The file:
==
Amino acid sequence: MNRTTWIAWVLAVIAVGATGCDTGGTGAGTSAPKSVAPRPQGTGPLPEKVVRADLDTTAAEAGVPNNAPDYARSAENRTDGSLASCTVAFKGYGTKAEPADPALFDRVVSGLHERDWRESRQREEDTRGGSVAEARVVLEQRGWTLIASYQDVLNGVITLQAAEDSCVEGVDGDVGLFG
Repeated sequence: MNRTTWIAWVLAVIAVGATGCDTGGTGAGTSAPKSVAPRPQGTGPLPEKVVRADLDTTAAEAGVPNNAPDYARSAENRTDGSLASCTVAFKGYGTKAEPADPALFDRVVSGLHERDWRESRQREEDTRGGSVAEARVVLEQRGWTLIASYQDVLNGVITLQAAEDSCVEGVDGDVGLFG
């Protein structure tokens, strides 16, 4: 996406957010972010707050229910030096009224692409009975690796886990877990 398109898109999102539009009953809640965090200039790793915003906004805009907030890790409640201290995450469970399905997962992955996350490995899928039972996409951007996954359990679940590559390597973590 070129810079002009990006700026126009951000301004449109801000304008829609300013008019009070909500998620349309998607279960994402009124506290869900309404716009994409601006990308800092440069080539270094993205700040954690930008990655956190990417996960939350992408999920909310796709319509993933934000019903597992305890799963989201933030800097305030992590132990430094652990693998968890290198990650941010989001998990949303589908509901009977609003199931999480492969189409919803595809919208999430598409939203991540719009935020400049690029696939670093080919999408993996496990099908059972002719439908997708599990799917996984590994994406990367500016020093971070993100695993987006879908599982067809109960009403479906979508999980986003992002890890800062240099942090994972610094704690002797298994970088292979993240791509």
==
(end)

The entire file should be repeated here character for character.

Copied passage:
Amino acid sequence: MNRTTWIAWVLAVIAVGATGCDTGGTGAGTSAPKSVAPRPQGTGPLPEKVVRADLDTTAAEAGVPNNAPDYARSAENRTDGSLASCTVAFKGYGTKAEPADPALFDRVVSGLHERDWRESRQREEDTRGGSVAEARVVLEQRGWTLIASYQDVLNGVITLQAAEDSCVEGVDGDVGLFG
Repeated sequence: MNRTTWIAWVLAVIAVGATGCDTGGTGAGTSAPKSVAPRPQGTGPLPEKVVRADLDTTAAEAGVPNNAPDYARSAENRTDGSLASCTVAFKGYGTKAEPADPALFDRVVSGLHERDWRESRQREEDTRGGSVAEARVVLEQRGWTLIASYQDVLNGVITLQAAEDSCVEGVDGDVGLFG
């Protein structure tokens, strides 16, 4: 996406957010972010707050229910030096009224692409009975690796886990877990 398109898109999102539009009953809640965090200039790793915003906004805009907030890790409640201290995450469970399905997962992955996350490995899928039972996409951007996954359990679940590559390597973590 070129810079002009990006700026126009951000301004449109801000304008829609300013008019009070909500998620349309998607279960994402009124506290869900309404716009994409601006990308800092440069080539270094993205700040954690930008990655956190990417996960939350992408999920909310796709319509993933934000019903597992305890799963989201933030800097305030992590132990430094652990693998968890290198990650941010989001998990949303589908509901009977609003199931999480492969189409919803595809919208999430598409939203991540719009935020400049690029696939670093080919999408993996496990099908059972002719439908997708599990799917996984590994994406990367500016020093971070993100695993987006879908599982067809109960009403479906979508999980986003992002890890800062240099942090994972610094704690002797298994970088292979993240791509």